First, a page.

Colorado Law

Colorado Stalking Laws


Some attention can feel flattering, but there can be a point where it starts to feel threatening or dangerous. In those unfortunate instances, Colorado has laws intended to prevent, or at least punish, would-be stalkers.

Stalking Statutes in Colorado

In the most common understanding, stalking is the unwanted pursuit of another person, from following a person to work or showing up at a person's home to making harassing phone calls or leaving written messages or other objects. In some cases, vandalizing a person's property can fall under Colorado's harassment statute, which criminalizes most stalking actions. Many targets of stalking were once in romantic relationships with their stalkers and many stalking victims have been, or may be, victims of domestic violence as well. If you find yourself in this situation, Colorado offers protective orders that can help protect you from stalkers and domestic abusers. For obtaining protective orders in Broomfield, please contact the Broomfield Combined Courts Protection Order Clinic at 720.887.2179.

Many states have laws regarding stalking, although they can differ in terms of how they are obtained and enforced. The following outlines Colorado's anti-stalking statutes.

Code Section

COLO. REV. STAT. §18-9-111: Harassment

Stalking is defined as:

A person who, directly, or indirectly through another person, knowingly:

  • makes a credible threat to another person and, in connection with such threat, repeatedly follows person or person's immediate family or someone with whom that person has or has had a continuing relationship or
  • makes a credible threat to another person and, in connection with such threat, repeatedly makes any form of communication with that person or person's immediate family, that would cause a reasonable person to suffer serious emotional distress and does cause that distress (18-9-111(b)) whether or not a conversation ensues or 
  • repeatedly follows, approaches, contacts, places under surveillance or makes any form of communication with another person or person's family 


First offense is a Class 5 Felony. (18-9-111(5)(a)); if at time of first offense there is a temporary or permanent restraining order, injunction, or other court order: Class 4 Felony.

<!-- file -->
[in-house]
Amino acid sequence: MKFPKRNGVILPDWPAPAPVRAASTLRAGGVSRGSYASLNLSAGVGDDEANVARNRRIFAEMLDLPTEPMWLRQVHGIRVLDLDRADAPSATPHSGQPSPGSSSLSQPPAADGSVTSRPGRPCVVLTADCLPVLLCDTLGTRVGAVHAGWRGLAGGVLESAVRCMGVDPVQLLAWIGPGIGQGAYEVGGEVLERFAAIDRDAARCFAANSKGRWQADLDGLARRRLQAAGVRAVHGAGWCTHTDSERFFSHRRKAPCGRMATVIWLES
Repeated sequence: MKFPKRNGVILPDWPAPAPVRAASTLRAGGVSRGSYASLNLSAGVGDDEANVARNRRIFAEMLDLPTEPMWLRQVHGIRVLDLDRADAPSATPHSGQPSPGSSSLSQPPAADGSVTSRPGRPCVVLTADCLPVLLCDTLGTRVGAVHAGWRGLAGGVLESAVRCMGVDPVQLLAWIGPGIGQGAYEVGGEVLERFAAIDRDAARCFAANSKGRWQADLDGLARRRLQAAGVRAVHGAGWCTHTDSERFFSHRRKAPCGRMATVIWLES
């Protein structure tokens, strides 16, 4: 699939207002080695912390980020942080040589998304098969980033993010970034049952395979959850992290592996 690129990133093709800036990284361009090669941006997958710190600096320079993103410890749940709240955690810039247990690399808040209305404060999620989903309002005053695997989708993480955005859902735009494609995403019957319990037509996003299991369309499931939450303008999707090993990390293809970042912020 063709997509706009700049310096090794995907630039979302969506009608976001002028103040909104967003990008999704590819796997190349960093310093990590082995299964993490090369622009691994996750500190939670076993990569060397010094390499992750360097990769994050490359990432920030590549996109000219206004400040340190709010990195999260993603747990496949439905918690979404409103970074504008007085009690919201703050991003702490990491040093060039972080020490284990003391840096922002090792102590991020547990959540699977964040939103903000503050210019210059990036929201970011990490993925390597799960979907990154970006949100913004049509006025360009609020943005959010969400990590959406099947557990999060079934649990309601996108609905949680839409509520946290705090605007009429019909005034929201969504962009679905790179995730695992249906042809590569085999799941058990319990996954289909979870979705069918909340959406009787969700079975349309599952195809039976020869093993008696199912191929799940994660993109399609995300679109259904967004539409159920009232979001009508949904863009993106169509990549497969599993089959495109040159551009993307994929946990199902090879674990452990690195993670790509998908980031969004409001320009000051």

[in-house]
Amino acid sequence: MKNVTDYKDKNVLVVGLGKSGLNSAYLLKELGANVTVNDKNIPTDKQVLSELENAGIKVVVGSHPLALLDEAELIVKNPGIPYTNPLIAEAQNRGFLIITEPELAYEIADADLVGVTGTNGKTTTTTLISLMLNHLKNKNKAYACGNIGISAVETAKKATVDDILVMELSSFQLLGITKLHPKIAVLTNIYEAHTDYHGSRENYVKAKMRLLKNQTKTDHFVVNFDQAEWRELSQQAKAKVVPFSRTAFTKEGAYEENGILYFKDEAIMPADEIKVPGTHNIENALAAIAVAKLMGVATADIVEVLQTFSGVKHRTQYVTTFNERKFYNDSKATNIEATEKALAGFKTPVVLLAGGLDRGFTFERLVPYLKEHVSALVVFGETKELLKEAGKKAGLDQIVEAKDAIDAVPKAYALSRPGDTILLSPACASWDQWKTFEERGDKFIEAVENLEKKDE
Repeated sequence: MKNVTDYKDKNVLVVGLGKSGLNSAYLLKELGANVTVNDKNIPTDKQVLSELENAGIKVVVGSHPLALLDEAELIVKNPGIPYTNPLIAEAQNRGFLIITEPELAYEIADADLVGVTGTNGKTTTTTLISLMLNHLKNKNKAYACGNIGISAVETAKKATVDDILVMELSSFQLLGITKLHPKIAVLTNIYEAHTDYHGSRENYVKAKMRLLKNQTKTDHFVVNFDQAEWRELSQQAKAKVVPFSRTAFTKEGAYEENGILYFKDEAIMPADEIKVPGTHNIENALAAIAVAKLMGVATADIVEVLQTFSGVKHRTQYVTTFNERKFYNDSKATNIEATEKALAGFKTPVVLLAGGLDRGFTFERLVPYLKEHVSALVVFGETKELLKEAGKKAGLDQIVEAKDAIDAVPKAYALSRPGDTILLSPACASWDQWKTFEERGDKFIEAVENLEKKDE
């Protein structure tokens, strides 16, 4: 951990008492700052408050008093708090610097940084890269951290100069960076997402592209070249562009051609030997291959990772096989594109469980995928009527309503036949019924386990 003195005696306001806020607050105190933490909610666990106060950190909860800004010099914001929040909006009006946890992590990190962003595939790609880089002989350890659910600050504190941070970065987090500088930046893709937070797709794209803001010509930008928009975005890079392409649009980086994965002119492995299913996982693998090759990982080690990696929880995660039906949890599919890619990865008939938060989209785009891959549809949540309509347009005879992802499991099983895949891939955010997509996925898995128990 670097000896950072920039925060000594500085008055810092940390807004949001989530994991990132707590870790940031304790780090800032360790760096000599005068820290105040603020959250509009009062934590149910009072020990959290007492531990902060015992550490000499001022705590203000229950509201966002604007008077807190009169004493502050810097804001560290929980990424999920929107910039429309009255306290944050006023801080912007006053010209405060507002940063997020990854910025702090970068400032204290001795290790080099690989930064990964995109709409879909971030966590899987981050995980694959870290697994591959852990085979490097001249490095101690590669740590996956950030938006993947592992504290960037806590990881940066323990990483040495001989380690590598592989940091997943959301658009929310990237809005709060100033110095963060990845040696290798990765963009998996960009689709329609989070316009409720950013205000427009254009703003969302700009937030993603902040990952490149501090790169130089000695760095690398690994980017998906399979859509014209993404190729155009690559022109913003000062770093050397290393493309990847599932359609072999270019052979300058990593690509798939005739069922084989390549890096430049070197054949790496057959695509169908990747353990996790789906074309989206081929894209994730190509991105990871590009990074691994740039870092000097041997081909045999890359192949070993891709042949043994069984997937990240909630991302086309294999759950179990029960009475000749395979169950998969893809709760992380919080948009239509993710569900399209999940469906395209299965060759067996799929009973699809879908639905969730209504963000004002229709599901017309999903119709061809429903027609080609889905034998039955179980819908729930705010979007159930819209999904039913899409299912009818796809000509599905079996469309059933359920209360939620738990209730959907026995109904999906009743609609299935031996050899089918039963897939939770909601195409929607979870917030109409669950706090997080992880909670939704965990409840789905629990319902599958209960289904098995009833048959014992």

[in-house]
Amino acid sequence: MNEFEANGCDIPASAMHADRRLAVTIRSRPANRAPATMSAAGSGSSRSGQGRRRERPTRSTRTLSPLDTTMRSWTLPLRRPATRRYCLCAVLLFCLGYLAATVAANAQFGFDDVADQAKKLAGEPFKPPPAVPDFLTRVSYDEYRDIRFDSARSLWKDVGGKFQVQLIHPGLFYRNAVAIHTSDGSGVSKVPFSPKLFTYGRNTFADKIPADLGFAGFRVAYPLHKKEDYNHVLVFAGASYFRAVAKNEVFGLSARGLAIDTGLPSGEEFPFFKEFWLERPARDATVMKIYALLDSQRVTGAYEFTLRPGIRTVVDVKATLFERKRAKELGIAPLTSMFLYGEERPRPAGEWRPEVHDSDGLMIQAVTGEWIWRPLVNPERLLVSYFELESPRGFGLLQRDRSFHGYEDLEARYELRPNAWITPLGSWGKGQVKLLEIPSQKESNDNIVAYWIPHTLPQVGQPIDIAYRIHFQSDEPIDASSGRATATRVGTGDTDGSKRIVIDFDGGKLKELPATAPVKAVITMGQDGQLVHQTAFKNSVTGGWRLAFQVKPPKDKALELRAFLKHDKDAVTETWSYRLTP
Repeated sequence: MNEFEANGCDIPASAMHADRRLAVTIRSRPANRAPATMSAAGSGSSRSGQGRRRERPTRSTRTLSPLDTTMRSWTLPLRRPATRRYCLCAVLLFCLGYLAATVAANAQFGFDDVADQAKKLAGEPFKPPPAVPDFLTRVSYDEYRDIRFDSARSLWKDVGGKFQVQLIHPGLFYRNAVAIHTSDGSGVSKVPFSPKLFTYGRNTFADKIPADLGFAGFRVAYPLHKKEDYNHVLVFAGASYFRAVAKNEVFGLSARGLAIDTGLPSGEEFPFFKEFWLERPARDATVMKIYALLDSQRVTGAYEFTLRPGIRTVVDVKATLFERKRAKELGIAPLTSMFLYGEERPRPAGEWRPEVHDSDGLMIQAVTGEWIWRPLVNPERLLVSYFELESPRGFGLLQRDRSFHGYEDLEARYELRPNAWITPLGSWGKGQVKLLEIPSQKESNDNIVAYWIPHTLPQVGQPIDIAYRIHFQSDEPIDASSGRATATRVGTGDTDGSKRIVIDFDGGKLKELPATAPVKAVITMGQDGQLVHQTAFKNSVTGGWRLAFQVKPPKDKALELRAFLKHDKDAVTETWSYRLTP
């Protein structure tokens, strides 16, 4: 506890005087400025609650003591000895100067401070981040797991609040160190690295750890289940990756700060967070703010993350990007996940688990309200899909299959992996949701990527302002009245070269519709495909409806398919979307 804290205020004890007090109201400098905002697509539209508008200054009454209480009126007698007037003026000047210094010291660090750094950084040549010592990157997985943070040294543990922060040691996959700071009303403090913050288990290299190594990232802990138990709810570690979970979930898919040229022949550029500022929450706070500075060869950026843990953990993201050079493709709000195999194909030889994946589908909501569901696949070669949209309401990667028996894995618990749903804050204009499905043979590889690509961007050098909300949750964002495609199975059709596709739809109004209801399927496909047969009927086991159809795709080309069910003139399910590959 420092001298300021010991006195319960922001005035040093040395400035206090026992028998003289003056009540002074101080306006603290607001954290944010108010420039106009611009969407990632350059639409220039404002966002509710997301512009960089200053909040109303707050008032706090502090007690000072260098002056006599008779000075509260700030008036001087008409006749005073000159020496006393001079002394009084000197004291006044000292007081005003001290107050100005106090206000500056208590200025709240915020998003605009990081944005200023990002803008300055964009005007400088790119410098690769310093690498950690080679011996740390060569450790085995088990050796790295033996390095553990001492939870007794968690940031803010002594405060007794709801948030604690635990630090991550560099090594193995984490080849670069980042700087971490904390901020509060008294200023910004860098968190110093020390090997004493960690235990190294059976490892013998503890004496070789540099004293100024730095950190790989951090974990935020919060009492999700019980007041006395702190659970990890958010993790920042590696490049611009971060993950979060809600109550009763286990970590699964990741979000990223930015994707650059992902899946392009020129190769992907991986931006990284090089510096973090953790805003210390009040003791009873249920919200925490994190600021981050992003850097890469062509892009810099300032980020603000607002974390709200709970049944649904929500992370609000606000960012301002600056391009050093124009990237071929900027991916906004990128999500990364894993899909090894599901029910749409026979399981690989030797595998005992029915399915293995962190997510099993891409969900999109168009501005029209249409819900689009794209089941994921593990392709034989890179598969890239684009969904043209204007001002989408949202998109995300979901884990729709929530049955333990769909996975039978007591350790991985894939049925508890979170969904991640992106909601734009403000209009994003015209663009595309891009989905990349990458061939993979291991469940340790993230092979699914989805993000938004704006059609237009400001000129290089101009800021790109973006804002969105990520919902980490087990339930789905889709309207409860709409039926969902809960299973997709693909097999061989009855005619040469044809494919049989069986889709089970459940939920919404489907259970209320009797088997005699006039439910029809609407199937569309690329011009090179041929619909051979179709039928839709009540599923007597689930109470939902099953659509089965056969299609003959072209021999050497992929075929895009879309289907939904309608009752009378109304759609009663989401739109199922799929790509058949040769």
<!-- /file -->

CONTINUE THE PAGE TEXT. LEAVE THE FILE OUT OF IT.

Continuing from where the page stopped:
Penalty for Repeat Offense

If within 7 years of date of prior offense for which person was convicted: Class 4 Felony (18-9-111(5)(a.5)).

Note: State laws are always subject to change through the passage of new legislation, rulings in the higher courts (including federal decisions), ballot initiatives, and other means. Please consult an attorney or conduct your own legal research to verify the state law(s) you are researching.

Related Resources for Stalking Laws:

Stalking is a complicated and still-developing area of law. The foregoing has provided a general overview of stalking, but there are often criminal and domestic violence charges associated with stalking cases. You can visit and view the following sections for more articles and information on this topic.

Criminal Charges

Criminal law operates differently according to what crime the state has charged a defendant with. Each crime has its own set of elements that define it, as well as defenses that may apply and factors that influence sentencing. However, while each crime is different, there are several broad types of crimes that share features and defenses. It can be useful to examine all the crimes in a category in order to understand the laws and defenses and involved. Click here to view links to statutes, with select overviews, penalty ranges, and resources on a number of crimes, including assault, theft, DUI, and drug crimes.

Domestic Violence

A topic that used to be “kept in the family” or swept under the rug, domestic violence has been more prevalent in the news and media today   than ever before. As a result, a lot of people are wondering how domestic violence is legally defined, where victims can find emotional and legal help, and what can be done to prevent it in the future. Click here to view the Domestic Violence section of FindLaw’s Family Law Center. It contains information and resources for family members and intimate partners affected by domestic violence or domestic abuse.   

* Portions of the information on this page was adopted from FindLaw.Com.